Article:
Suppose you invite an actuary to your 65th birthday party. As you blow out the candles, you could ask him, in his professional opinion, how many more times you will get to perform this ritual. His brow will furrow over. Even if you tell him that he can ignore gender, genes, wealth and current health, he will radiate uncertainty. The reason is simple: he doesn’t have any idea. According to the Centers for Disease Control, as of 2019, there was a 50% chance that an individual turning 65 today would live another 20 years to age 85. But there was a 25% chance that they would make it to 91 and a 5% chance they would live another 33 years to age 98.
If, on the other hand, you ask him how long on average Americans celebrating a 65th birthday today will live, his face will clear. That’s easy, he’ll say. Almost certainly that average will be between 84 and 86 years.
It is very difficult to estimate how long a specific 65-year old individual will live but it is very easy to estimate, on average, how long a large group of 65 year olds will live.
Guaranteed income-producing annuities all leverage this simplest of advantages: relying on the law of large numbers. This advantage means insurers are inherently able to provide higher income streams—and with higher certainty that payments will last a lifetime—than the average investor could do for him or herself. An individual has to plan for the worst. An insurer only has to plan for the average.
If you are an individual turning 65 today, in order to be 95% sure that you are not going to outlive your retirement plan you will need to generate income for 33 years. However, an insurance company constructing an annuity only needs to provide an income stream that lasts for 21 years. 12 fewer years of payments means the payments themselves can reasonably be larger.
An individual has to plan for the worst—but an insurer only has to plan for the average
Source: Centers of Disease Control, National Vital Statistics Report: volume 66, number 4, United States Life Tables 2019, J.P. Morgan Asset Management; All information is shown for illustrative purposes only.
Whether interest rates remain high or revert lower, annuities offer an advantage
Source: J.P. Morgan Asset Management; data as of October 31, 2022. All information is shown for illustrative purposes only.
High volatility in stocks and interest rates have made retirement income planning more challenging than ever. Fortunately, higher rates mean bonds now provide more income to portfolios than they have in the past decade and lower equity valuations have boosted expectations on forward returns. Exhibit 2A demonstrates the basic annuity advantage over the “do-it-yourselfer” in an environment with 7% expected returns, the relative advantage is 18%.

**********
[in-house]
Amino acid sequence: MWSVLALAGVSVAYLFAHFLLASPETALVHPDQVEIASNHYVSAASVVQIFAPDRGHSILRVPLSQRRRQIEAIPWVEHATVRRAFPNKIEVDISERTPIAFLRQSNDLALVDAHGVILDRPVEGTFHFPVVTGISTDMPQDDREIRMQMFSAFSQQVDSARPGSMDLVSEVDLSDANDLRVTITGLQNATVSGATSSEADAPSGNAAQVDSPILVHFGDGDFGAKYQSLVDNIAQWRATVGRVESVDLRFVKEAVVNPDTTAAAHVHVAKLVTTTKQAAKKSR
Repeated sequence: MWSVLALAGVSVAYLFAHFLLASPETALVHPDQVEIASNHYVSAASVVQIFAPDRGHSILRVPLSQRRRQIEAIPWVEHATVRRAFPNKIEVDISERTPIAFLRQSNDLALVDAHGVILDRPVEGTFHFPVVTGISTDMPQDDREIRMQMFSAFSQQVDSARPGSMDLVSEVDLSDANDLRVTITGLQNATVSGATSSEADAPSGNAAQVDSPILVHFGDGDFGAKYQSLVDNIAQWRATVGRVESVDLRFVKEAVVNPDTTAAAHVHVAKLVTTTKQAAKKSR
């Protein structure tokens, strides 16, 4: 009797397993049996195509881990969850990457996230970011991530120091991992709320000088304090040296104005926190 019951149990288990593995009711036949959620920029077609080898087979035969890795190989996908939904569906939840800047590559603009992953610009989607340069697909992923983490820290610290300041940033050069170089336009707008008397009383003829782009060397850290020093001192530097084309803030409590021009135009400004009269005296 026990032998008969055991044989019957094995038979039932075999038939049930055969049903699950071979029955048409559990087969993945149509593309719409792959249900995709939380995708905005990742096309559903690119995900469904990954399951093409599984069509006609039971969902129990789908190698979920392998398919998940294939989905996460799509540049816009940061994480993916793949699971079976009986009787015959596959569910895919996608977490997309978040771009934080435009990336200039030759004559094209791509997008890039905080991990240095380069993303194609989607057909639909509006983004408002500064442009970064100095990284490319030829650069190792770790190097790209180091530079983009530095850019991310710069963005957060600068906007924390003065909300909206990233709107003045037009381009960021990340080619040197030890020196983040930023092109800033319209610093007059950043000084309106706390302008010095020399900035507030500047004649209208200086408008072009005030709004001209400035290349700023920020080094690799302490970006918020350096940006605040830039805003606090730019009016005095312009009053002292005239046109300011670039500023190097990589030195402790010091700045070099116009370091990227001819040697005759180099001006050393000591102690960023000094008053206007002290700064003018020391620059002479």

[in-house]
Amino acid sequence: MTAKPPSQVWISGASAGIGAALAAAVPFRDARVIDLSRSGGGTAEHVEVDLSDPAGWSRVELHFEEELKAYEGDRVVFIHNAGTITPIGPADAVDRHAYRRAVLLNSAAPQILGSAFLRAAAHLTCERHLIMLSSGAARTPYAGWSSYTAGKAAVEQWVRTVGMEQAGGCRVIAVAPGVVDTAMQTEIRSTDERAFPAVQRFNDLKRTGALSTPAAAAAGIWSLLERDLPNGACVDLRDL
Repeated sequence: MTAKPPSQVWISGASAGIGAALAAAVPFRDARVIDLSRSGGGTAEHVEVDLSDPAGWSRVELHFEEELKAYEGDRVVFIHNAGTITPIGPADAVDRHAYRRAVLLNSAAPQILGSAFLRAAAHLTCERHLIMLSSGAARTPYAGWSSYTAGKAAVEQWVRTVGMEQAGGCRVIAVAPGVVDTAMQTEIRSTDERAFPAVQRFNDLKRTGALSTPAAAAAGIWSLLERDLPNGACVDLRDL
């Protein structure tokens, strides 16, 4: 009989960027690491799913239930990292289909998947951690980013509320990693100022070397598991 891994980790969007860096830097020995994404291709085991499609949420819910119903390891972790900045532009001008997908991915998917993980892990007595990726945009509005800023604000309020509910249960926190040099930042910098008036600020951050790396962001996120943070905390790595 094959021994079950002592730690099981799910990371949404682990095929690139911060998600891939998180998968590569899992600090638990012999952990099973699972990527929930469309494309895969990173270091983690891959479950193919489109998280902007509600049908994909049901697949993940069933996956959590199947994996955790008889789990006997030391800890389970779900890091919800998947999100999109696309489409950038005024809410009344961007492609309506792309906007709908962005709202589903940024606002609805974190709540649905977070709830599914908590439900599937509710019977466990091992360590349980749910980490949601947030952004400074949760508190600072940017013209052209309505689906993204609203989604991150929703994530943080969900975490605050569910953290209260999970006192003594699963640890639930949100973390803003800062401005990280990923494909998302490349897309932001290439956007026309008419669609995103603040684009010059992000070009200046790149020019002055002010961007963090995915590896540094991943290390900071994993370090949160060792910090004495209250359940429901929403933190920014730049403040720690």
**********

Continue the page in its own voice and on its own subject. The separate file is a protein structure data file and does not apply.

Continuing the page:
However, after inflation stabilizes, the economy may well return to an environment of slow economic growth, low inflation and low interest rates, an investment climate reminiscent of the one that preceded the pandemic. Fortunately, even in an environment where rates revert lower, the benefits of annuitization are still powerful, particularly on a relative basis.
In Exhibit 2B we keep everything the same as in Exhibit 2A except we now assume an annual return of 4% rather than 7%. The annuity’s relative advantage has risen from 18% to 29%.
It needs to be stressed that this is a purely hypothetical example. However, it illustrates an important point. The annuity advantage is based on the idea that an insurance company, by averaging across individuals, can safely eat into principal more quickly and still be confident of providing a lifetime of income for their investors than any individual investing for themselves. And when expected returns are lower, this return of principal is a correspondingly more important share of that income stream.
The annuity landscape is complicated and still evolving and investors will always need to examine fees, investment choices and a multitude of different features. However, as they do so, it is important to first remember the key feature that has made annuities one of the most enduring investment solutions in the financial landscape. That feature is the ability to predict the average life span of a large group with far greater accuracy than the specific lifespan of any individual, and that advantage persists across a wide range of investment environments.